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Hasil cari dari kata atau frase: slight (0.01085 detik)
Found 3 items, similar to slight.
English → Indonesian (quick) Definition: slight capak, langsing
English → English (WordNet) Definition: slight slight adj 1: having little substance or significance; “a flimsy excuse”; “slight evidence”; “a tenuous argument”; “a thin plot” [syn: flimsy, tenuous, thin] 2: almost no or (with `a') at least some; very little; “there's slight chance that it will work”; “there's a slight chance it will work” 3: being of delicate or slender build; “she was slender as a willow shoot is slender”- Frank Norris; “a slim girl with straight blonde hair”; “watched her slight figure cross the street” [syn: slender, slim] slight n : a deliberate discourteous act (usually as an expression of anger or disapproval) [syn: rebuff] slight v : pay no attention to, disrespect; “She cold-shouldered her ex-fiance” [syn: cold-shoulder]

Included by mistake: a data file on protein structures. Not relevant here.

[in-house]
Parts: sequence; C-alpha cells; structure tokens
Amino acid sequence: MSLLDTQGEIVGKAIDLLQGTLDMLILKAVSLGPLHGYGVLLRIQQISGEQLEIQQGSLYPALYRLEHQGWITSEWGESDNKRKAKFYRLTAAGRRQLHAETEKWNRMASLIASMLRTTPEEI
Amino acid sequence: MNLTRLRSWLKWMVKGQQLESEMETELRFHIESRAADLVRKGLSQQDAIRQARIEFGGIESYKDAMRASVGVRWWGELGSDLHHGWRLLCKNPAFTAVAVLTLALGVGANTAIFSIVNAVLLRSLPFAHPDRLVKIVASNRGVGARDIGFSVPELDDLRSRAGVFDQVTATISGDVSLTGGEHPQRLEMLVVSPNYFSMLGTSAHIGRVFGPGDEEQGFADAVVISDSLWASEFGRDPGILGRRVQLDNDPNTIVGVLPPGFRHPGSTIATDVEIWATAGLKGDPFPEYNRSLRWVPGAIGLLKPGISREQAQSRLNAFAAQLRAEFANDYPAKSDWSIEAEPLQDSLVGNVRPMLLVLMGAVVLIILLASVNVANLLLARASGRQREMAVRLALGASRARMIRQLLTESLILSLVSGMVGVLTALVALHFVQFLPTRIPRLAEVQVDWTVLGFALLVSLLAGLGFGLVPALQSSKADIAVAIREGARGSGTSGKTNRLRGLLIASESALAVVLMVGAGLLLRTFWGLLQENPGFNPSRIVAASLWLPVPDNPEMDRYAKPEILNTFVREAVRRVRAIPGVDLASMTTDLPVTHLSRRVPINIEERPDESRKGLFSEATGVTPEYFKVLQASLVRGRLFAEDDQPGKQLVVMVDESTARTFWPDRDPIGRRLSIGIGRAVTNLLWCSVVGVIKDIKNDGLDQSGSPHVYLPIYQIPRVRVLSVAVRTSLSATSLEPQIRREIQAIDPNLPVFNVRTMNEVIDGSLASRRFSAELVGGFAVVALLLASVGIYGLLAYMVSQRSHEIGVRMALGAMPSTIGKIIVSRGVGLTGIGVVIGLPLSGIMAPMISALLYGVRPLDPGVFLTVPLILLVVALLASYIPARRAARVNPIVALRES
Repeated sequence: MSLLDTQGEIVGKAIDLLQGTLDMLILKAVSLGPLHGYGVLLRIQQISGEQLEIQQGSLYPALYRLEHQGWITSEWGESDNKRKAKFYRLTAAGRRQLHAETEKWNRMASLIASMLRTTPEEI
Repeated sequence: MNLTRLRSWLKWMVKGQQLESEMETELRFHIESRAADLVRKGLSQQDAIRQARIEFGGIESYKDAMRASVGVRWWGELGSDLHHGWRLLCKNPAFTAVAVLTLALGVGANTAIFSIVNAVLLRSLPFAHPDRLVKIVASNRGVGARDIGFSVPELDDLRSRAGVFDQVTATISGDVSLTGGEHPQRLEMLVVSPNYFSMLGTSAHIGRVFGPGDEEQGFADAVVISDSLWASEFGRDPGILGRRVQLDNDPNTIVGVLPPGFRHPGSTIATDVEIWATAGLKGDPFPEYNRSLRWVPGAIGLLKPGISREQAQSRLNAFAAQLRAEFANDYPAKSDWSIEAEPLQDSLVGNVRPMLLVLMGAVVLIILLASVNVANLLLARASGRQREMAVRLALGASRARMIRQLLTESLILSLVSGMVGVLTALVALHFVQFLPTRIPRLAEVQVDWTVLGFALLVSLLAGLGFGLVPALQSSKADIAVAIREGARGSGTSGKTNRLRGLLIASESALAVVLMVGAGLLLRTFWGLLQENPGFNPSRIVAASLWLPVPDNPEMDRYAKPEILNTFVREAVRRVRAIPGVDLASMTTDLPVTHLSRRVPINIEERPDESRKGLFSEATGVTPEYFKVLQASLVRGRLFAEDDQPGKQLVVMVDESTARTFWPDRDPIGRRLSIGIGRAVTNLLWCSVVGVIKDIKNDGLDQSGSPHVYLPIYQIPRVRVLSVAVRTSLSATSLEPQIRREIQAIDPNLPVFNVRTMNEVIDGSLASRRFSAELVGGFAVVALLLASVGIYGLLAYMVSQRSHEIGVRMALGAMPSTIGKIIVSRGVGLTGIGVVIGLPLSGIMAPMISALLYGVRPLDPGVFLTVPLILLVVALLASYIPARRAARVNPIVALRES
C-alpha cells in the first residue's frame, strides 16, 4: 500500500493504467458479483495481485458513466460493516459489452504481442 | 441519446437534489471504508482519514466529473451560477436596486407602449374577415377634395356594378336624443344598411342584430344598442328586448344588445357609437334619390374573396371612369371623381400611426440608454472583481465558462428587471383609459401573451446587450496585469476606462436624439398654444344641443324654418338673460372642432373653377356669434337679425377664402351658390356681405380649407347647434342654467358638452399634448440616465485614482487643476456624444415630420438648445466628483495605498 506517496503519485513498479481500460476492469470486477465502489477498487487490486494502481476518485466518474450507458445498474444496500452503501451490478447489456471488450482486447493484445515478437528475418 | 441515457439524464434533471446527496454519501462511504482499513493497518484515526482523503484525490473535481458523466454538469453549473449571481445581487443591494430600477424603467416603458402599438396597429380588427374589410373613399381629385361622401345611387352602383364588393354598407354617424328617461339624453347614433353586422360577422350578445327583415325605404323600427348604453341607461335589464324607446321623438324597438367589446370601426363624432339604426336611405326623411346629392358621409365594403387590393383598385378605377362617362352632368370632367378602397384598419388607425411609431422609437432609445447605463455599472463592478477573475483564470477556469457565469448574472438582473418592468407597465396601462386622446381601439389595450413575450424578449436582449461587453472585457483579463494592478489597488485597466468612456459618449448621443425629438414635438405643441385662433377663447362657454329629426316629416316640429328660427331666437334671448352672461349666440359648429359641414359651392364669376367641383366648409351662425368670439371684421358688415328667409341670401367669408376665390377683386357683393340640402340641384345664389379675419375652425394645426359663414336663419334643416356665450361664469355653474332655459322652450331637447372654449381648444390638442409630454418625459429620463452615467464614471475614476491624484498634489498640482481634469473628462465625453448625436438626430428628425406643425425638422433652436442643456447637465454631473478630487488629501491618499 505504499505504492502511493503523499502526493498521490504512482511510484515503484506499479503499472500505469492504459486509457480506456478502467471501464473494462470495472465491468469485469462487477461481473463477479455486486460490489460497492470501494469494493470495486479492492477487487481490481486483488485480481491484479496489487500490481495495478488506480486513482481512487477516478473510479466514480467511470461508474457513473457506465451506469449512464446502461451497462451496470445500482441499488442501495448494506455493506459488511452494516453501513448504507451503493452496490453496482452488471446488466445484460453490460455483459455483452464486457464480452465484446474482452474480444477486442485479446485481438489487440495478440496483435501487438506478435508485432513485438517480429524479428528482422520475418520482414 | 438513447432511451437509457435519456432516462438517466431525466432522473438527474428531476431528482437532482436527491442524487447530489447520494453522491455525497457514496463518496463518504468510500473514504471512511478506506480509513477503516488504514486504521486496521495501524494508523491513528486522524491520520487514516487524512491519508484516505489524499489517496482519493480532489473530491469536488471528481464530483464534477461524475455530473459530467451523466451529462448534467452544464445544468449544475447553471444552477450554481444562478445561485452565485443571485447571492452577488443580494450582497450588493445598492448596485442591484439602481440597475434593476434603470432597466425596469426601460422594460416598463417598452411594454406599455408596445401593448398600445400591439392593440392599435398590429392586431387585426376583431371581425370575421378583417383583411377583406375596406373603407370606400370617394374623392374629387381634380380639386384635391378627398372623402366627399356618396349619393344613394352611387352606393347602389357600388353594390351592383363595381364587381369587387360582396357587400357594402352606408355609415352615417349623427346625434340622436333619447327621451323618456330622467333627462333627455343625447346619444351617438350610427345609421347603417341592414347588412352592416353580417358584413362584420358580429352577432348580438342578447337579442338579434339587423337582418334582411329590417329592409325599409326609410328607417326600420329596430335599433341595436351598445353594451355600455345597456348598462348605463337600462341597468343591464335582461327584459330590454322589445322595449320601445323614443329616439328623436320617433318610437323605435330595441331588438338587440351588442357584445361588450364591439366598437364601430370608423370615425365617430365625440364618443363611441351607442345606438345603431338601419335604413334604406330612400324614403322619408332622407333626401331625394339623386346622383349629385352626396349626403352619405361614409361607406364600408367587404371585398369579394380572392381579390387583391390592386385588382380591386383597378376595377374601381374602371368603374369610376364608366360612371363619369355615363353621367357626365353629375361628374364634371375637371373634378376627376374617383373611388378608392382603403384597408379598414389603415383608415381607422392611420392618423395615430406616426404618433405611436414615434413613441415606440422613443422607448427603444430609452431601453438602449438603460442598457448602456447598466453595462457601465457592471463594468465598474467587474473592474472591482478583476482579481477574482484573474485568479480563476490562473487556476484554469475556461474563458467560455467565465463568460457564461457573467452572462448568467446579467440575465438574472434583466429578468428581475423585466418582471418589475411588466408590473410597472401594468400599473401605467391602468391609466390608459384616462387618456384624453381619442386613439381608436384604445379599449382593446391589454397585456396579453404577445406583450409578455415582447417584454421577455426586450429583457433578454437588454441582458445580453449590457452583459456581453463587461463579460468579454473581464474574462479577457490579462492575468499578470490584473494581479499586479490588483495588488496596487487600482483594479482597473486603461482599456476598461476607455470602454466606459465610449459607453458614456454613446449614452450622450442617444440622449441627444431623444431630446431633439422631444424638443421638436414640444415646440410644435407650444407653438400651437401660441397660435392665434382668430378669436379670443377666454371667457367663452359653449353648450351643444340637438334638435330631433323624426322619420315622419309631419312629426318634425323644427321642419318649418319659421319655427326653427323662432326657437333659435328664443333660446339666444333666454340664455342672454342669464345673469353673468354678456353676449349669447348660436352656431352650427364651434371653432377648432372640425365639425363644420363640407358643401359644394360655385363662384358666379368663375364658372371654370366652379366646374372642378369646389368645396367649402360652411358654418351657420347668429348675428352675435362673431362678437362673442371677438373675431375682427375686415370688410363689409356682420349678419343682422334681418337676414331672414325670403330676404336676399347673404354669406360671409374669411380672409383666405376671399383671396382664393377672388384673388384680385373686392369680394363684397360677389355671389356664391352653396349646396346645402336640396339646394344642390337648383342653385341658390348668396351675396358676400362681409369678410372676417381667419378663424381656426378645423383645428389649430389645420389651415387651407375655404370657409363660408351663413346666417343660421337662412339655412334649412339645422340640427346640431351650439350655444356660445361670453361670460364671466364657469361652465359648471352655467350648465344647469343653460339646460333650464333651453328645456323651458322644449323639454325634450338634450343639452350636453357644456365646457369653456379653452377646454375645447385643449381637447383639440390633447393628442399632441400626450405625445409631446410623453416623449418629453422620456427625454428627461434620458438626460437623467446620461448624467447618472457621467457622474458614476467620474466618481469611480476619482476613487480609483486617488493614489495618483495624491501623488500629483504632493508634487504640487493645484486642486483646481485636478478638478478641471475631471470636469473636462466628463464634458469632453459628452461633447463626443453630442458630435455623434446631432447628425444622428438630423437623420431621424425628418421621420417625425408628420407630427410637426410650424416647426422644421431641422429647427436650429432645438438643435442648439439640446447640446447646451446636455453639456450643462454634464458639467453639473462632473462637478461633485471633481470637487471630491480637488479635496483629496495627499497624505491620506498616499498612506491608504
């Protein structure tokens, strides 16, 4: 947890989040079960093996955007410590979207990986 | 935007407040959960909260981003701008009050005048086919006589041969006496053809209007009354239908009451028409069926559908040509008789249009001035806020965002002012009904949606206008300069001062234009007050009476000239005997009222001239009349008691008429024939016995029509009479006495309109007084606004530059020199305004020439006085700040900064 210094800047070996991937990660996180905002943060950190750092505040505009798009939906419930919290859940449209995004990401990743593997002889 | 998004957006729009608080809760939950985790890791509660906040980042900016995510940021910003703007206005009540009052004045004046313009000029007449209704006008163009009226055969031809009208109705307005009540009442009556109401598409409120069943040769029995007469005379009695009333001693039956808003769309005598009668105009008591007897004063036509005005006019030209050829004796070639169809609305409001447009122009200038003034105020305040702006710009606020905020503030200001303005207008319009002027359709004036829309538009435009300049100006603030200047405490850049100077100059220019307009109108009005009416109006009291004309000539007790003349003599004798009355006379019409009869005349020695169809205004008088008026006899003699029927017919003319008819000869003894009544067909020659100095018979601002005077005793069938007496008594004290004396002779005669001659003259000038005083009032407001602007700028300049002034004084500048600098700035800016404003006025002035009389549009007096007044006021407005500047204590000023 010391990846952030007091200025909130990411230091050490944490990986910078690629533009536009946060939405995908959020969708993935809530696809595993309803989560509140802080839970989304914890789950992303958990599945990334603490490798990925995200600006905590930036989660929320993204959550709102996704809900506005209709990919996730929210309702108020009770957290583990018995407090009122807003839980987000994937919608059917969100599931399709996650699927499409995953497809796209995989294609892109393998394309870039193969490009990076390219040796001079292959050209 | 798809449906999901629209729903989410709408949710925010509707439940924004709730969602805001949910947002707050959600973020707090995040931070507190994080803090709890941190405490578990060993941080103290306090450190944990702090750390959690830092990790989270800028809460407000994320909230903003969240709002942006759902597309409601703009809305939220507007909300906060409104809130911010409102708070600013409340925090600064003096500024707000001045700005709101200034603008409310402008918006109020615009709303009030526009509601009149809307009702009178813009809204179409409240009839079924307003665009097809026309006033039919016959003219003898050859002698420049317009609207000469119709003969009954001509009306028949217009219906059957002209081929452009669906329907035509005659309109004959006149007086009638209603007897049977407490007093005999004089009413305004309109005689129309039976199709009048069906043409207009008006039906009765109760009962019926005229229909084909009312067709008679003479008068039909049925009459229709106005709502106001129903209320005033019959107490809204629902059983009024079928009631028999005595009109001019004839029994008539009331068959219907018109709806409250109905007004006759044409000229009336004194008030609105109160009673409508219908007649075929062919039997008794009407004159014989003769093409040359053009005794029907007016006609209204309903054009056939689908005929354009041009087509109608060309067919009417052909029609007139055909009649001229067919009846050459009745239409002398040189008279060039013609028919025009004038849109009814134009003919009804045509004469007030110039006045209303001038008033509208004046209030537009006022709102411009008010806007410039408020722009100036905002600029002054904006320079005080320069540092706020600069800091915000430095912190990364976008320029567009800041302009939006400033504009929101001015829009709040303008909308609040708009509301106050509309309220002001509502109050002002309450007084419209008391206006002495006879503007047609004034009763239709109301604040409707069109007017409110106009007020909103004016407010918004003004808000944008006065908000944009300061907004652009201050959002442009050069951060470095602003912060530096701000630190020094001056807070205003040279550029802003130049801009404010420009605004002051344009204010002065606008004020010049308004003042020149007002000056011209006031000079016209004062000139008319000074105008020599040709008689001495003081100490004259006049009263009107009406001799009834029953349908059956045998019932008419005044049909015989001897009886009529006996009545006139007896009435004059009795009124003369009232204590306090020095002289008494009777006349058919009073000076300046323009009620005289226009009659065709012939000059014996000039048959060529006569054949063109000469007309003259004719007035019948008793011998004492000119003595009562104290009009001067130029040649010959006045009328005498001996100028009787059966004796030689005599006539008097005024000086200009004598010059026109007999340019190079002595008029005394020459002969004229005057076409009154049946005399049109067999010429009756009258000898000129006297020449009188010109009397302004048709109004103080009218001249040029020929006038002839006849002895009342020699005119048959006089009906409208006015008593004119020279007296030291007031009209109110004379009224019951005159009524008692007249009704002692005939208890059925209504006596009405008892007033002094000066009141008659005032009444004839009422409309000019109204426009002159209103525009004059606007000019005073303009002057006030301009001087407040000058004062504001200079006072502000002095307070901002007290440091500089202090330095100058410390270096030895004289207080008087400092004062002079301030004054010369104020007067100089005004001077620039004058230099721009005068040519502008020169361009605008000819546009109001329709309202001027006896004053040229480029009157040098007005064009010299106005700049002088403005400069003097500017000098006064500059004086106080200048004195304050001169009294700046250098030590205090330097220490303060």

English → English (gcide) Definition: Slight Slight \Slight\, n. The act of slighting; the manifestation of a moderate degree of contempt, as by neglect or oversight; neglect; indignity. [1913 Webster] Syn: Neglect; disregard; inattention; contempt; disdain; scorn; disgrace; indignity; disparagement. [1913 Webster] Slight \Slight\, adv. Slightly. [Obs. or Poetic] [1913 Webster] Think not so slight of glory. --Milton. [1913 Webster] Slight \Slight\, n. Sleight. --Spenser. [1913 Webster] Slight \Slight\, v. t. [imp. & p. p. Slighted; p. pr. & vb. n. Slighting.] To disregard, as of little value and unworthy of notice; to make light of; as, to slight the divine commands. --Milton. [1913 Webster] The wretch who slights the bounty of the skies. --Cowper. [1913 Webster] To slight off, to treat slightingly; to drive off; to remove. [R.] -- To slight over, to run over in haste; to perform superficially; to treat carelessly; as, to slight over a theme. “They will but slight it over.” --Bacon. [1913 Webster] Syn: To neglect; disregard; disdain; scorn. Usage: Slight, Neglect. To slight is stronger than to neglect. We may neglect a duty or person from inconsiderateness, or from being over-occupied in other concerns. To slight is always a positive and intentional act, resulting from feelings of dislike or contempt. We ought to put a kind construction on what appears neglect on the part of a friend; but when he slights us, it is obvious that he is our friend no longer. [1913 Webster] Beware . . . lest the like befall . . . If they transgress and slight that sole command. --Milton. [1913 Webster] This my long-sufferance, and my day of grace, Those who neglect and scorn shall never taste. --Milton. [1913 Webster] Slight \Slight\, v. t. [Cf. D. slechten to level, to demolish.] 1. To overthrow; to demolish. [Obs.] --Clarendon. [1913 Webster] 2. To make even or level. [Obs.] --Hexham. [1913 Webster] 3. To throw heedlessly. [Obs.] [1913 Webster] The rogue slighted me into the river. --Shak. [1913 Webster] Slight \Slight\, a. [Compar. Slighter; superl. Slightest.] [OE. sli?t, sleght, probably from OD. slicht, slecht, simple, plain, D. slecht; akin to OFries. sliucht, G. schlecht, schlicht, OHG. sleht smooth, simple, Icel. sl?ttr smooth, Sw. sl["a]t, Goth. sla['i]hts; or uncertain origin.] 1. Not decidedly marked; not forcible; inconsiderable; unimportant; insignificant; not severe; weak; gentle; -- applied in a great variety of circumstances; as, a slight (i. e., feeble) effort; a slight (i. e., perishable) structure; a slight (i. e., not deep) impression; a slight (i. e., not convincing) argument; a slight (i. e., not thorough) examination; slight (i. e., not severe) pain, and the like. “At one slight bound.” --Milton. [1913 Webster] Slight is the subject, but not so the praise. --Pope. [1913 Webster] Some firmly embrace doctrines upon slight grounds. --Locke. [1913 Webster] 2. Not stout or heavy; slender. [1913 Webster] His own figure, which was formerly so slight. --Sir W. Scott. [1913 Webster] 3. Foolish; silly; weak in intellect. --Hudibras. [1913 Webster]


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